The original buildings, a 19th century neoclassical Tuscan style studio and villa, were built by artist Franz von Lembach. In 1920, his family donated the property to the city of Munich with the stipulation that it be used as a museum.
It was a daunting task, as the Lenbacchaus is the grand dame of museums in Munich. The centerpiece of what is known as Munich’s Art Quarter reigns over fourteen museums; Pinakothek der Moderne, Paleontology Museum, Museum Brandhorst, and the new Museum of Egyptian Art, to name a few.
When the Lenbachhaus re-opens on May 8, 2013, visitors will be seeing, for the first time, a significant chunk of art from its avant-garde collection of over 30,000 artifacts. On display will be works by such artists as Andy Warhol, Joseph Beuys, Ellsworth Kelly, and Dan Flavin.
The entire third floor of the new addition, the Stadtische Gallery, is given over to the abstract art of Wassily Kandinsky. (In 1957, Gabriele Munter, Kandinsky’s former mistress, donated her collection of 1,000 pieces of Kandinsky’s work.)
The museum is also home to the world’s largest collection of art by members of the Blue Rider. This circle of painters was formed by Kandinsky in 1911 and lasted until 1914, when Kandinsky was forced to return to Russia with the start of World War I. The group was made up of Kandinsky, Gabriele Munter, Franz Marc, Paul Klee, and August Macke, who created what would become some of the most important artworks in the world. Separate galleries within the Stadtische will house art devoted to works by Blue Rider artists.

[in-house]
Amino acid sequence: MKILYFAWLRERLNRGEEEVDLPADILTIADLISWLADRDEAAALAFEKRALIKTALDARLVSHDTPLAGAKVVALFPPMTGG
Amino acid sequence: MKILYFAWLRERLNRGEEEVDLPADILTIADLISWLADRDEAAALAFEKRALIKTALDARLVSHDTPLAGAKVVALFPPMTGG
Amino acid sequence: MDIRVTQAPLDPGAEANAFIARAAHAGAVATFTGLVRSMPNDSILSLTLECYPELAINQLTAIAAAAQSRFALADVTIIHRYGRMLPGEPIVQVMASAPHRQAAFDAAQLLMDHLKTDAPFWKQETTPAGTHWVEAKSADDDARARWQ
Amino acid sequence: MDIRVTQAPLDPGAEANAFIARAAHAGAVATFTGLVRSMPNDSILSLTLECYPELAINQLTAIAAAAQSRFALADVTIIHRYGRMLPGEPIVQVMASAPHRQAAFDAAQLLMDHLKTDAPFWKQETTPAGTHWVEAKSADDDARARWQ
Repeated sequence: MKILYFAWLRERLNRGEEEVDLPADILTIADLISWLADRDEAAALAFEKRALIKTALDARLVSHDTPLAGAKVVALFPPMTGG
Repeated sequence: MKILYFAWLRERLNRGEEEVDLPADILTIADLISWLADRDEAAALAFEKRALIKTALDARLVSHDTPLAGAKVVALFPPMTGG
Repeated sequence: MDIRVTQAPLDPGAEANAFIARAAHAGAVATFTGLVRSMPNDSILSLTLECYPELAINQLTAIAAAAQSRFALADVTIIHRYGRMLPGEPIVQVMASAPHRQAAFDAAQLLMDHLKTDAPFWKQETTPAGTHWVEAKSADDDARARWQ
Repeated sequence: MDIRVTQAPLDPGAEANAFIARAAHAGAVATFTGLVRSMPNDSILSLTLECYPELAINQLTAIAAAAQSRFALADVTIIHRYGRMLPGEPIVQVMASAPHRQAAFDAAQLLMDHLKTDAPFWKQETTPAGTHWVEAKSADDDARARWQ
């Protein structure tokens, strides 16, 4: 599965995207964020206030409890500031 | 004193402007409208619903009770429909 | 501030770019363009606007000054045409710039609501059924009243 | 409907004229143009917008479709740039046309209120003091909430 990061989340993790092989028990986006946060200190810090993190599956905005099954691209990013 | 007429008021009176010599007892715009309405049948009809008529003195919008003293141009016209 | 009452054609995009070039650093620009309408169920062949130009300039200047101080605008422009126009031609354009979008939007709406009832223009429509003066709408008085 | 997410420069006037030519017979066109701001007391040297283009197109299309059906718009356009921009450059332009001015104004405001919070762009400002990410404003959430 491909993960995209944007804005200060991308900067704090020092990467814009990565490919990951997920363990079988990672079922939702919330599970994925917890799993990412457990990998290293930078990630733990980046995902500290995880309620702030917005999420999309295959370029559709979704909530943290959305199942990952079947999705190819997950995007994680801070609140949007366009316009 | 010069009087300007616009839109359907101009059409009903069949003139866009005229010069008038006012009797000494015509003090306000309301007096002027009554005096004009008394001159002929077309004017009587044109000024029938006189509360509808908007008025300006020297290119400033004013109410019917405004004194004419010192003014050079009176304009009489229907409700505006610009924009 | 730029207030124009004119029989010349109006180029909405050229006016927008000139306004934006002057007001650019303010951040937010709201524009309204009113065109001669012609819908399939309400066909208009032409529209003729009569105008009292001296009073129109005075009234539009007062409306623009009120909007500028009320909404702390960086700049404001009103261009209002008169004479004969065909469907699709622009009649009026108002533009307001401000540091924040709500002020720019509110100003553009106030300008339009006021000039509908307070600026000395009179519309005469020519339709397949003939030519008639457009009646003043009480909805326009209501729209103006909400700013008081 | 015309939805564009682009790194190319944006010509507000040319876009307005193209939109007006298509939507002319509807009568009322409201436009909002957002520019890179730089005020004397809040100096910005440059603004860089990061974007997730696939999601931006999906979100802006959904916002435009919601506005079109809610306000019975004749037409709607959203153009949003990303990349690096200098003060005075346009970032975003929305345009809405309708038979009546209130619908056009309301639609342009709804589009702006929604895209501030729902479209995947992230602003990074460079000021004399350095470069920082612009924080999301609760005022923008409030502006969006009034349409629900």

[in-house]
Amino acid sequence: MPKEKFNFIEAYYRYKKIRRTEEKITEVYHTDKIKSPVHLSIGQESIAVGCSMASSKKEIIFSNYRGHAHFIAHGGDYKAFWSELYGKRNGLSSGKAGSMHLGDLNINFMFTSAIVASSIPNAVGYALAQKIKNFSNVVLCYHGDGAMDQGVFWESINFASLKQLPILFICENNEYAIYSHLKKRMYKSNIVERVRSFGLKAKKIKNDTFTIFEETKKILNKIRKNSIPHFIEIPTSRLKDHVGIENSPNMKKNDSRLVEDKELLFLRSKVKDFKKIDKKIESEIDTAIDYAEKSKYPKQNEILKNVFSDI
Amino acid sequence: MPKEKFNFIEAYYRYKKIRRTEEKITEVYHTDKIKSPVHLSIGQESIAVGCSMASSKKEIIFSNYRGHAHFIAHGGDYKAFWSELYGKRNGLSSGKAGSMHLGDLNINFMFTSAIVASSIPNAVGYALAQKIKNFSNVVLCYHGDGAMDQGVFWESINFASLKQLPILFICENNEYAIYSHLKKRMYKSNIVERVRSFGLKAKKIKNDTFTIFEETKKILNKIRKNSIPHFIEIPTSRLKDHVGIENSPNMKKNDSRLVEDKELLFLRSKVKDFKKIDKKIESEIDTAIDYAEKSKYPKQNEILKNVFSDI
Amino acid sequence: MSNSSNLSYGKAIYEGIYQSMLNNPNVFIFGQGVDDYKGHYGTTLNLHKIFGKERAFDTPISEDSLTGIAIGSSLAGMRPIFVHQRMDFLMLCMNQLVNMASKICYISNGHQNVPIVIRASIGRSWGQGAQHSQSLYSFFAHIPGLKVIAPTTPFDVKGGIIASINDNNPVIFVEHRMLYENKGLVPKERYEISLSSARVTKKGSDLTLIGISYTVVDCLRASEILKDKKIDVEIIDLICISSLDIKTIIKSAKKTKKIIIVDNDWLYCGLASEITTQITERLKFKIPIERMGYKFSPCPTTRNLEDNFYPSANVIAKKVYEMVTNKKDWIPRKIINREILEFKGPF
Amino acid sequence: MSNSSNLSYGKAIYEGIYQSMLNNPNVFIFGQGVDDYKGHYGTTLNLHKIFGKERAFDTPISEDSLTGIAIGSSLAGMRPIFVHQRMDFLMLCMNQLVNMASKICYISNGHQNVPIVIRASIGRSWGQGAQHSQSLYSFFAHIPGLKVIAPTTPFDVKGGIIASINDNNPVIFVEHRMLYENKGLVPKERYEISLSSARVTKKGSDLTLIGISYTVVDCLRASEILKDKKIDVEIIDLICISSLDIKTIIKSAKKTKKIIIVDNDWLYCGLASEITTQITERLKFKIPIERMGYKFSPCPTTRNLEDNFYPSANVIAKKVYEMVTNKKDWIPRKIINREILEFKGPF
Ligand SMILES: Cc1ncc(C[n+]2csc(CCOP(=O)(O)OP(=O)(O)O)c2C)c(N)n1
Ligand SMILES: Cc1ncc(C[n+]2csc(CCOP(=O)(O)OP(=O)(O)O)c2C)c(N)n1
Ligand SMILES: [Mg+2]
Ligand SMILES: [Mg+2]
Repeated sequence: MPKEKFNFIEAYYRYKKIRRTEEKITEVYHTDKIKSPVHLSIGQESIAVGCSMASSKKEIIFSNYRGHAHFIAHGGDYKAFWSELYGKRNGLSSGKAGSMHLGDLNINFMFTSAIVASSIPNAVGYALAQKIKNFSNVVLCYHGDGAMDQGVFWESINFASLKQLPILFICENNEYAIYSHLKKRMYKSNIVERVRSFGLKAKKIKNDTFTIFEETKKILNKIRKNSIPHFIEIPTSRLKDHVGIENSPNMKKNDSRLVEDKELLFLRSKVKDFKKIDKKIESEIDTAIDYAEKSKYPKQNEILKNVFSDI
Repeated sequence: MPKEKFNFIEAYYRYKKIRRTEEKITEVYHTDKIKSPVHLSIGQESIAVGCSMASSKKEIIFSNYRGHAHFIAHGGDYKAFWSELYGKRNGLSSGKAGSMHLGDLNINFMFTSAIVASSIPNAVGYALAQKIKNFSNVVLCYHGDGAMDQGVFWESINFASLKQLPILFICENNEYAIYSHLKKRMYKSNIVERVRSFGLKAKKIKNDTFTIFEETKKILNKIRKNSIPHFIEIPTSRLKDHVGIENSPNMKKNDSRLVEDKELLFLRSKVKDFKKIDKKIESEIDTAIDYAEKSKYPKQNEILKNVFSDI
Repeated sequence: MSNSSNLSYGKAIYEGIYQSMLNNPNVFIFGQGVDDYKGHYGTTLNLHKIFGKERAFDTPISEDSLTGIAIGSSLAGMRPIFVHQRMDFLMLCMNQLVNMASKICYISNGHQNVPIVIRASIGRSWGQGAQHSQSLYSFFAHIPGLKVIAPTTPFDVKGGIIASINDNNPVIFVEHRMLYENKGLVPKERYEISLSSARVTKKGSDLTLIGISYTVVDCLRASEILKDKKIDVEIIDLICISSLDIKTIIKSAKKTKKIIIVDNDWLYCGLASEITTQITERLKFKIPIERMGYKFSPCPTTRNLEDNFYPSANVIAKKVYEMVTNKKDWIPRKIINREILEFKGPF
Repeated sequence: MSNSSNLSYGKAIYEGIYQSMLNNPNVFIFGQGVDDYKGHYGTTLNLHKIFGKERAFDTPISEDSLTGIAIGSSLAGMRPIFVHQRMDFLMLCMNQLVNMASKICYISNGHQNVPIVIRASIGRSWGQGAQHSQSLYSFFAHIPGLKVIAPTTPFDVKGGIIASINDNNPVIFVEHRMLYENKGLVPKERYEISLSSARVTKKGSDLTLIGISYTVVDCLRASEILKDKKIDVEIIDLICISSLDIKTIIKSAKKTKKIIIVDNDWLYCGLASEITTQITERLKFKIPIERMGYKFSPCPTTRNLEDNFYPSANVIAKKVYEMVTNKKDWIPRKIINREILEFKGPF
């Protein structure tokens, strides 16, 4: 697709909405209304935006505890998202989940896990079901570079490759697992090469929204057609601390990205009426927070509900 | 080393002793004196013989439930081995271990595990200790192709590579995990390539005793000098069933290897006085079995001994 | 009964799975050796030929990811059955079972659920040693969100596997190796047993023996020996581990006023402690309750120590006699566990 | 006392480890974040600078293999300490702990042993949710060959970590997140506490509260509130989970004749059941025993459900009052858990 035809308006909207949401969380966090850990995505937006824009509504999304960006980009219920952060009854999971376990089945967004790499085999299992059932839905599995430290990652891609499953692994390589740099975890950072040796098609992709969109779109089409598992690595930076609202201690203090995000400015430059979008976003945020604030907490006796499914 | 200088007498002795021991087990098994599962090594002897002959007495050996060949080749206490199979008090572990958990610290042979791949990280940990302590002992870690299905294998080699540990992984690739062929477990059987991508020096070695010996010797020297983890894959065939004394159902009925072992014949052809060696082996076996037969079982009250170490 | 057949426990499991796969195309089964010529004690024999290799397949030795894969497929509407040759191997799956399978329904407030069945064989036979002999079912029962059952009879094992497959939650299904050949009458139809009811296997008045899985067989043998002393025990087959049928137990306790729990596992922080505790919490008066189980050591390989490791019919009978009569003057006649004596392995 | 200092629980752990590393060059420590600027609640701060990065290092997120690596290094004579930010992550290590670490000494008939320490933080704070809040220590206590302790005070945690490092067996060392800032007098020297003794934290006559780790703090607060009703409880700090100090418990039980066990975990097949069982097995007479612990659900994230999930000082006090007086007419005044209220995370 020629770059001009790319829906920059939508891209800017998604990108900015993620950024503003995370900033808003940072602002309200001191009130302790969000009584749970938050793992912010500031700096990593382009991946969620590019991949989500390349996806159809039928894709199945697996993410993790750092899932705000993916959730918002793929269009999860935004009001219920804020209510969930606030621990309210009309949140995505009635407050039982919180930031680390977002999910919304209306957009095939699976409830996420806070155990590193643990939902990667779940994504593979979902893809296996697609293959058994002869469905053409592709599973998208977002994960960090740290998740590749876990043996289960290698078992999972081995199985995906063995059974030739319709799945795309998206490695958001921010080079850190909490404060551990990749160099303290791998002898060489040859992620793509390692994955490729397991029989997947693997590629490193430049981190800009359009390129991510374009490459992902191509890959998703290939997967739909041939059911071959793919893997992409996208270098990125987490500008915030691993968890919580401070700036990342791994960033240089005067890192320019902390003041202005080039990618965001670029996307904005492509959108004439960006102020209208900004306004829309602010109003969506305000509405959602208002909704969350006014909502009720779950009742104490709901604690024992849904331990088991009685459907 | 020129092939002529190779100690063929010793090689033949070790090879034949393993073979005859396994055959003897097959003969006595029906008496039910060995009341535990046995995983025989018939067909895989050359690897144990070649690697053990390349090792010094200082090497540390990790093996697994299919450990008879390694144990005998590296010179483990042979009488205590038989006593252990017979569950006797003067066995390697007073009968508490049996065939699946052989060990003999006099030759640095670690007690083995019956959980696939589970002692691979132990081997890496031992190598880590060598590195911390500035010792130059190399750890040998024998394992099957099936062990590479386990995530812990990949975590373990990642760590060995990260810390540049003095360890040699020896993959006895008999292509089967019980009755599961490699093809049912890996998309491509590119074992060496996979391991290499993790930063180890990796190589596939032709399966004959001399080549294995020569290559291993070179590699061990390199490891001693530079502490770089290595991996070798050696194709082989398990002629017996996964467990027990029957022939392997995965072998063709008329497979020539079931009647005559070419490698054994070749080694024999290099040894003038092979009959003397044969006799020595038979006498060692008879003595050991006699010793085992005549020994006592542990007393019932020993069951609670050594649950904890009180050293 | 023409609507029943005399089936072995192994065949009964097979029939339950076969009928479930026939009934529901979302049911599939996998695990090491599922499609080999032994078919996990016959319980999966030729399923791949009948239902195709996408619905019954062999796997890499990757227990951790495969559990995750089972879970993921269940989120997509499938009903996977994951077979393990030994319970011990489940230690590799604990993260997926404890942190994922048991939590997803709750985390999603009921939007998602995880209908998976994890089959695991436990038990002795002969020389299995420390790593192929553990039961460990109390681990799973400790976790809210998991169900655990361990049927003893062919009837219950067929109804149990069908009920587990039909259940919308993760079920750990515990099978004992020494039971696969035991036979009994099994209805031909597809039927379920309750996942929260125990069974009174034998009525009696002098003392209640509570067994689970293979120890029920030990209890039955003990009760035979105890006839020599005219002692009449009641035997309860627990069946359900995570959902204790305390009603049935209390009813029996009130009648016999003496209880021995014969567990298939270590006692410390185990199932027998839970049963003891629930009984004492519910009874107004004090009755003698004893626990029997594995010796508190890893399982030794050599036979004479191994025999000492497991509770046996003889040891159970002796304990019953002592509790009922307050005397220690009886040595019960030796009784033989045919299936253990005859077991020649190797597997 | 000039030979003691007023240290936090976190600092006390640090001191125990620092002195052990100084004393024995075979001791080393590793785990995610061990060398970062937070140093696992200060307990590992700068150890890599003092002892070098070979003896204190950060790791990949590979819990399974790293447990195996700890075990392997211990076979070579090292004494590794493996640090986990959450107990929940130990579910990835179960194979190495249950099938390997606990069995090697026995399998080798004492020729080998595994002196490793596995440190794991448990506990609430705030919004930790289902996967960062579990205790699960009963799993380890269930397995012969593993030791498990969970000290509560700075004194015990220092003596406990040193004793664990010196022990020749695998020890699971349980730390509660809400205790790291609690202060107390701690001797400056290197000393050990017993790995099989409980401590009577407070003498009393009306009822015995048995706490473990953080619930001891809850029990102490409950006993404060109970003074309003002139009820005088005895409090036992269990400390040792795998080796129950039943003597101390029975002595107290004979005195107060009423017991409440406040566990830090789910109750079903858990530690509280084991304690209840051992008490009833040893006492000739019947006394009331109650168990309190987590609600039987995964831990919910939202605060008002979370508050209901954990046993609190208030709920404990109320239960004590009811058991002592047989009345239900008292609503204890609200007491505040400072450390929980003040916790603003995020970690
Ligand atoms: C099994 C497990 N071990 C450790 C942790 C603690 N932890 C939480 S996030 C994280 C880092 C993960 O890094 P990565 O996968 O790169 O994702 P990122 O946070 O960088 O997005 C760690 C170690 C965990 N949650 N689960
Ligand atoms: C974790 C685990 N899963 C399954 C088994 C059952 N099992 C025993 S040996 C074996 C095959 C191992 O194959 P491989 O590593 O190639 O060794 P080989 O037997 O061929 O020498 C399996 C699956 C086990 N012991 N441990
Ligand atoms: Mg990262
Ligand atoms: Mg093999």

Ulrich Hamann designed the outside of the Stadtische in the shape of a shoebox, wrapping it in sheaths of copper to reflect the 19th century saffron-colored studio and villa behind it. Wanting visitors to experience a work of art immediately upon entering, Hamann commissioned internationally renowned artist Olafur Eliasson to create an eye catching "bauble" for the front atrium. Suspended from the ceiling is Eliasson’s twenty-six foot long conical shaped work, Wirbelwirk, made of polished steel and 450 panes of colored glass that reflect light and shapes.
Meanwhile, some sixty percent of the expenses for the renovation went into things that can’t be seen. A state-of-the-art geothermal heating and cooling system now pumps cool and warm water through the walls, keeping them an even temperature for the art on them.
Gone are the old flickering florescent lights, replaced by a new LED system that is a work of art. For each gallery, lighting artist Dietmar Tanteri designed LED lamps and light installations in the ceilings that use light emitting diodes that, when lit, resemble daylight. They’re controlled by a push of a few buttons.
Over the years, Lenbachhaus has had several renovations. Structural damage from bombings during World War II was never repaired properly until now. Ulrich Hamann’s stunning new addition and the advanced technology added throughout the museum has brought Lenbachhaus Gallery and Museum into the 21st century.
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